Review of Nasha, a 2013 Bollywood Film Directed by Amit Saxena,Starring Poonam Pandey, Shivam Patil

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Nasha gives teachers a bad name. Consider this. Anita is a newly appointed extra-curricular activities in-charge at an apparently urban high school (with probably the most dirty-minded students, whose behavior is supposed to be justified here only because they’re ‘coming-of-age’). She plans to conduct a romantic play during the academic year and wants her students to rehearse at her home (why? And she gets an enthusiastic approval from the headmistress, who’s totally lost it, it seems). Surprisingly, only the protagonist Saahil and his bunch of loafer friends turn up every time, as if there are only ten students in the entire school. The boys are only there to ogle at her, and our ‘innocent’ Anita never notices their constant staring, like she’s got partial vision or what?

Our drama teacher is so liberal-minded she joins them as they all sing a song together on erection. On field i.e. during rehearsals at her lavish home, she wants them to get into character (drama teacher Stanislavski would be rolling and weeping in his grave) and demonstrates to Saahil’s girlfriend how a lady should flirt. The character Anita most probably chose to play was a dominatrix, as only that can explain the manner in which she corners Saahil and gets on top of him while his friends gawp open-mouthed (who wouldn’t?). Saahil is infatuated with her and masturbates every night in bed fantasizing about her. That’s until Anita’s beau Samuel turns up and the movie takes a different albeit equally predictable track. What’s disturbing, very disturbing here is Anita’s conduct as a teacher. She openly smooches and probably even french-kisses Samuel in front of the kids during rehearsals. In one scene, he lifts her in his arms and takes her home in front of the students (since when is that considered professional?). When Saahil flubs during one rehearsal, Samuel tells him “Tere se nahi hoga, chal (You can’t do it. Move!” and then waltzes his partner romantically; I’d probably have left that instant and never returned.

Now believe this. The two guys arm-wrestle and later race one another to prove who the better man is. Samuel pushes Saahil to the ground during the race and the kid starts bleeding. While Anita nurses Saahil’s wounds, Samuel whispers to him inappropriately that he’s finally got Anita’s attention. Samuel proceeds to dab whiskey on Saahil’s wounds, which irks Anita all the more. To make up, he takes Anita to one side (about two steps away from Saahil) and whispers something to her. They make up immediately and start smooching. Saahil gets up and leaves in a hurry. Once they’re done kissing, Anita notices Saahil’s absence and says ‘Arre, yeh kaha gaya?‘ (Oh, where did he go?). Next time, why not get a room instead of making out in front of your student, that too one who totally digs you?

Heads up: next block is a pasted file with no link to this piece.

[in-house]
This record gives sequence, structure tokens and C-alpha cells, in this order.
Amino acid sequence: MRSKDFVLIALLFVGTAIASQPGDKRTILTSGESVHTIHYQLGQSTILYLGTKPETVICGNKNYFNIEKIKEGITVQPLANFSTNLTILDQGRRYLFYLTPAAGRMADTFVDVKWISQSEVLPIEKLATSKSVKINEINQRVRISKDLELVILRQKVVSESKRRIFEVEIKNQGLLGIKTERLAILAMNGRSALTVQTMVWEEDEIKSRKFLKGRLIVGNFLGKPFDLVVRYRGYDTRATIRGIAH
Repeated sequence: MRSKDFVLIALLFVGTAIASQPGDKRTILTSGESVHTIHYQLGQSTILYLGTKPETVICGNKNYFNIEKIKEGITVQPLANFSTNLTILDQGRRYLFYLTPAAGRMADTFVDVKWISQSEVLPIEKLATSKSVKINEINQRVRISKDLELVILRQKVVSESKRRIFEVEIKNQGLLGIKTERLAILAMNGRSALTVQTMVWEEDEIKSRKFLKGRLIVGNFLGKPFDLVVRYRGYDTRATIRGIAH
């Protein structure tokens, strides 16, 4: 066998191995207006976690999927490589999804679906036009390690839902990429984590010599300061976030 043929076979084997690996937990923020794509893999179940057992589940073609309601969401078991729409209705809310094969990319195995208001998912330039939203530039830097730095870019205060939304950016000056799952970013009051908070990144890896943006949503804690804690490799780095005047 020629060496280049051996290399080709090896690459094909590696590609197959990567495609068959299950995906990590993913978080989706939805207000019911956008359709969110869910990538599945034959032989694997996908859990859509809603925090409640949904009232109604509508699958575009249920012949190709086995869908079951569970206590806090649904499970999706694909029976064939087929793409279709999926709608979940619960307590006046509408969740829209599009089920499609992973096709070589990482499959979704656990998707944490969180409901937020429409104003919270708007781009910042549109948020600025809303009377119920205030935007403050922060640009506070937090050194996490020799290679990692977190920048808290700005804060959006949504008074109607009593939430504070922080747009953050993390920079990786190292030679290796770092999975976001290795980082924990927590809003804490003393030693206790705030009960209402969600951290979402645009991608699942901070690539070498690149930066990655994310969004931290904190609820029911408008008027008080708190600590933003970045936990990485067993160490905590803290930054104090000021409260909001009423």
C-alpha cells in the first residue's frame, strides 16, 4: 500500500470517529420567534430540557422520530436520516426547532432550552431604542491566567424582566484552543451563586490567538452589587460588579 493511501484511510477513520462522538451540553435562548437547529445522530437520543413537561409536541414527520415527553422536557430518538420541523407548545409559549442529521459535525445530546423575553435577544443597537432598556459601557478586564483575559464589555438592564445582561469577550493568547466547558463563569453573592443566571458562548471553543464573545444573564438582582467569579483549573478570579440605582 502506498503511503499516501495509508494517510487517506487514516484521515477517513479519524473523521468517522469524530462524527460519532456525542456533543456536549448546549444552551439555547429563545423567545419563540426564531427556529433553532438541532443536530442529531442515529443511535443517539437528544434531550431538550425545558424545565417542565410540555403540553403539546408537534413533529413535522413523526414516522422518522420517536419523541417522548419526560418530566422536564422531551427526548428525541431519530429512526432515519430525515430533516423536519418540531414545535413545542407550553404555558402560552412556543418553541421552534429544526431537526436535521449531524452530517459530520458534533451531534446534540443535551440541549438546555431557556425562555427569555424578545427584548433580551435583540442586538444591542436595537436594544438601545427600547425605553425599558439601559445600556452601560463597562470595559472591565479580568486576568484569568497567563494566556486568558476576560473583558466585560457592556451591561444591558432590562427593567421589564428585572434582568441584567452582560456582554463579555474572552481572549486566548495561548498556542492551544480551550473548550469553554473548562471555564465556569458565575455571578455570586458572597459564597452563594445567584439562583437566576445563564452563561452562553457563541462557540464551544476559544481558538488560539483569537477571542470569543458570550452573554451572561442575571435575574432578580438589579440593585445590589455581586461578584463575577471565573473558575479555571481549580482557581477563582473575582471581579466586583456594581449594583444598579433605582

After a while, the play is completely forgotten. The major problem in this film is that Anita is not shown as a bad example of a teacher, even though she’s setting a very poor one. Those who’d seen Cameron Diaz in the average comedy Bad Teacher would remember how her character took a pleasure in acting obnoxiously with her students and colleagues. There’s nothing to hint that Anita’s behavior transgresses a teacher’s code of conduct; even the background score played for her is a sweet and positive one. What’s also surprising is that the headmistress had no reservations or objections regarding her wardrobe, which mostly included revealing tops and mini-skirts (am not being a prude, here. Any Indian middle-aged female headmistress would have outrightly objected).

If teachers are given a bad name, wait till you hear how male relatives are depicted in Nasha. Saahil lives with his dad and uncle; we also get to know that mom is dead and the two men make jams for a living. Now try listening to this without exclaiming “What!!”. As Saahil is masturbating one night, his uncle (or dad. It’s interchangeable, really) enters the room and tells him something like “Aur kitna karega?” (How much longer will you continue?). Saahil feels embarrassed and stops, of course. Now, why on earth will a person enter the room knowing that his son is masturbating inside? Even if he unknowingly does, wouldn’t he stop on realizing and hurry back outside? Why would he embarrass his nephew by telling him that he’s caught in the act? In another scene, Saahil’s father tells him “Porn dekhne ke bajaaye achi movie dekh” (Why don’t you watch some good films instead of porn?” (Saahil is jerking off to porn at that time). What!!!

Nasha is also plagued with three of the most ridiculous songs in memory. What’s worse is that we don’t get enough of what we had come for i.e. nudity and sex (anyone who says “No. I came for the direction and acting” is a fat liar). Poonam Pandey, known especially to cricket-lovers as the ‘girl who posed naked in a magazine after Kolkata Knight Riders won IPL’, will surely join the ‘Muses of Mahesh Bhatt’ brigade alongside Sunny Leone soon. Pandey has long and sexy legs, a bodacious bust, a beautiful back and a bootylicious butt, plus she’s certainly more expressive than Leone. She has a wide manly-looking lower jaw, but she looks very flattering nevertheless, especially with appropriate lighting. But Nasha doesn’t let her go all the way because of the Censor watchdogs. Whenever the focus is lifted from her body to her acting (not bad considering the ridiculous part she’s given to play), the result is a disappointing detumescene. The filmmakers don’t know what to focus on in Nasha, the sex or the story. And sadly, both get a bad name.

write by Eirlys

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